“Sorry, I can’t talk to you now!” “Where’s that blasted folder I need for tomorrow’s meeting?” “I can’t stop thinking about what he/she did to me!” “Good grief! Where did the time go?” Etcera, etcetera…
Many people today are dying or getting physically, emotionally, or mentally sick from being overstressed by work, by problems that they can’t or don’t know how to deal with, by anger at the past or fear of the future.
Stress is a natural part of life, but only when it is counter-balanced by relaxation. Think of a wave. The rising of the wave is like engaging in activity and the falling of the wave is like relaxing and resting in preparation for new activity. The wave itself exists because of a natural resistance to movement and change – the stress effect – and a natural release of tension to allow more movement and change. In very broad terms it can be compared to the wake/sleep cycle of human beings.
Not all waves are the same, however. Because of a mind-boggling variety of different environmental conditions like wind direction and intensity, temperature differences, earth movement, and others, waves can be smooth, choppy, deep, shallow, crash together, form rogue waves or turn into tsunamis. Likewise, humans enounter a mind-boggling variety of environmental influences that can create the human equivalent of all the varieties of wave patterns.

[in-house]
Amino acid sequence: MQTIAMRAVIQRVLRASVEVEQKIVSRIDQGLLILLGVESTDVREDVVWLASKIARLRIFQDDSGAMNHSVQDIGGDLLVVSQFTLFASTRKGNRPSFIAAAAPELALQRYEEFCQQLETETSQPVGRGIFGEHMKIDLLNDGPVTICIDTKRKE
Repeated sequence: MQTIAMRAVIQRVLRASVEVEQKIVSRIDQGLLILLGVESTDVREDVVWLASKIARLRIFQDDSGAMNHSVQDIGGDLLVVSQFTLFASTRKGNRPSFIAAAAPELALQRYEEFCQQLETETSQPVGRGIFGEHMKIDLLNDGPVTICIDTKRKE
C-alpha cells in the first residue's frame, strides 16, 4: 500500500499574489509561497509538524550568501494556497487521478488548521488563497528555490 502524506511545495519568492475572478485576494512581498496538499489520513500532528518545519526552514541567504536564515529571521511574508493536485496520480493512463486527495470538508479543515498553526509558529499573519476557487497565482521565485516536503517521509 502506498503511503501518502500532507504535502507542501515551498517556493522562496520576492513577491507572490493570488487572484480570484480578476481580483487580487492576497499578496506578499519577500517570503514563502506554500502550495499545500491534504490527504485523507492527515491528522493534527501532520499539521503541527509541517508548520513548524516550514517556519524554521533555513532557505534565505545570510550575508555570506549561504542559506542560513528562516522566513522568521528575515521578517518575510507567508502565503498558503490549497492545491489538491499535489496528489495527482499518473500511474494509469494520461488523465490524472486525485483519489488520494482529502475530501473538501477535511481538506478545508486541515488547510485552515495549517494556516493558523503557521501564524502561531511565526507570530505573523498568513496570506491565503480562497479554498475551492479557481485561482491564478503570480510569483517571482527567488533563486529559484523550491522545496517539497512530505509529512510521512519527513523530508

The most important of all these influences in our human lives comes from our internal environment in the form of the thoughts we think. Going back to our water metaphor, thoughts can be considered as the equivalent of wind, and emotions to the waves. In simple terms, our thoughts are what stimulate our waves of emotion, and our reactions to our emotions are what produce bigger and more dangerous waves, or calm seas.
Fine. We are all pretty much aware of how dangerous excessive stress can be. Strangely enough, though, many people are not aware that excessive stress translates into excessive tension in the body. And even fewer are consciously aware that what you think about and where you place your primary attention are factors that can increase or decrease that tension.
When your mind is racing a mile (1.6 kilometers) a minute, when negative thoughts keep circling around and around, when life’s problems seem overwhelming and you feel like either exploding or going into a paralytic coma, then it’s a good time to gather all your will-power, determination, desire for healing or a better way to live, and all the useful help you can find to enter THE PRESENT MOMENT.